"Just as likely to laugh at us," said the other man. He wore thick glasses. One of the lenses was cracked with a twisting spiral.

"Come now. I drove all the way over here to hear your story," said Lois. She brandished her pen and notepad.

They introduced themselves as Joe, Jerry and Malcolm.

"Joe and I were down here on the ground when it happened. We were grabbing some tools. Malcolm and Schwartz, that's the guy they carted off, they were up on the beams," said Jerry.

"We heard a loud crash. A bundle of those girders hit the beams up there, said Joe, as he gestured, "Malcolm was dangling from the edge."

Malcolm shuddered, but remained silent.

"Then what?"

"The chain snapped and the girders fell. My graceful friend here," Joe nodded to Jerry, "tripped and ended up on his ass. I bent down to grab him without thinking."

"My hero," chuckled Jerry.

"Anyway, right as we're about to have a one way ticket to the great beyond, I feel this powerful impact," said Joe.

"He had his eyes shut. I look up and there's this man standing over us. And he's holding the girders up! Not only that, but he ain't breaking a sweat," said Jerry.

Lois's face must have betrayed doubt because Joe said, "And there it is. She's thinking we've got a few screws loose. Just like the cops."

Lois held up a hand.

"Now, now, boys. I said I'd hear your story and I'll listen the whole way through."

Joe and Jerry shared a glance, but Jerry sighed and continued.

"He dropped the girders like he was setting down laundry. It was about that time when Malcolm lost his grip. Schwartz had tried to grab him, but the fool fell off the beams too."

"I saw this part," said Joe. "The man leapt up and caught them."

"Leapt?" said Lois, pausing in her note taking.

"On my mother's life. He jumped up towards them and grabbed em. Right, Mal?"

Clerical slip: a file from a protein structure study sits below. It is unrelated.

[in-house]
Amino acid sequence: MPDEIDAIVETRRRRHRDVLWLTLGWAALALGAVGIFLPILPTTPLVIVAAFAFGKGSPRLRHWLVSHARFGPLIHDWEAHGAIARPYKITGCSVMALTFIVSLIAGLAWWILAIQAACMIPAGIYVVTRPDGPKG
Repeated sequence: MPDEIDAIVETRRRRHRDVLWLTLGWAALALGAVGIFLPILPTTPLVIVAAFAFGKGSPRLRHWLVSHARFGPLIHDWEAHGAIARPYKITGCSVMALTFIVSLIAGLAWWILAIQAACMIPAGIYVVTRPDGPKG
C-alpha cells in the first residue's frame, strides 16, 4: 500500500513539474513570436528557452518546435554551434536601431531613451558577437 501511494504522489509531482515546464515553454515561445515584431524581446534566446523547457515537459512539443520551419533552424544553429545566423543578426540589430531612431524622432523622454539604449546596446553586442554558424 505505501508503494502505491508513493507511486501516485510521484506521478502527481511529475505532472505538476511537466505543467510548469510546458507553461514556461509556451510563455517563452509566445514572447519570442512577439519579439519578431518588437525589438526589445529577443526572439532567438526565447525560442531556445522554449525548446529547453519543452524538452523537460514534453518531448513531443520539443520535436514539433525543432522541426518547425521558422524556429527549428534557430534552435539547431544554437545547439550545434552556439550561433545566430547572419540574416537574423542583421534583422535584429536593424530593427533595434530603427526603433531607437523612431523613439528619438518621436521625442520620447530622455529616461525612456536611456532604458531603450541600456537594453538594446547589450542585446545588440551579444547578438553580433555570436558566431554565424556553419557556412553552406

Malcolm lightly nodded.

"Guy sets them down, checks real quick to make sure no one else is hurt and then hopped his way out of here. Went clear over that building," said Joe, pointing at a nearby skyscraper.

"What did the man look like?" said Lois.

"That's the looniest part of it all. Our fella was in some sorta costume. It was blue, with red trunks and a red cape. Had a symbol on the front," said Joe.

"We didn't get a good look at his face. But the man was pure rugged," said Jerry. They nodded in unison.

"Quite a story. How come you three are the only ones willing to tell it?" asked Lois.

"The others saw too. Or some of em did. But the boss doesn't want us stirring up trouble. He's told the others if they make a scene he'll let em go," said Joe. He spit and wiped his mouth.

"Telling all of us we're hysterical. That we made it up," said Jerry. "I think half of them are starting to believe that."

Lois stopped writing. It was all a bit much. There was a glimmer of a bigger story here, buried in the nonsense.

"Thanks for your time boys. I'm glad you three made it out okay and I'll do my best to get this in the paper."

They said their goodbyes, though Lois detected a lack of confidence. She took her time leaving the site. She approached the girders. A few were bent and twisted. Lois bent down for a closer look. There appeared to be fingerprints on one of them.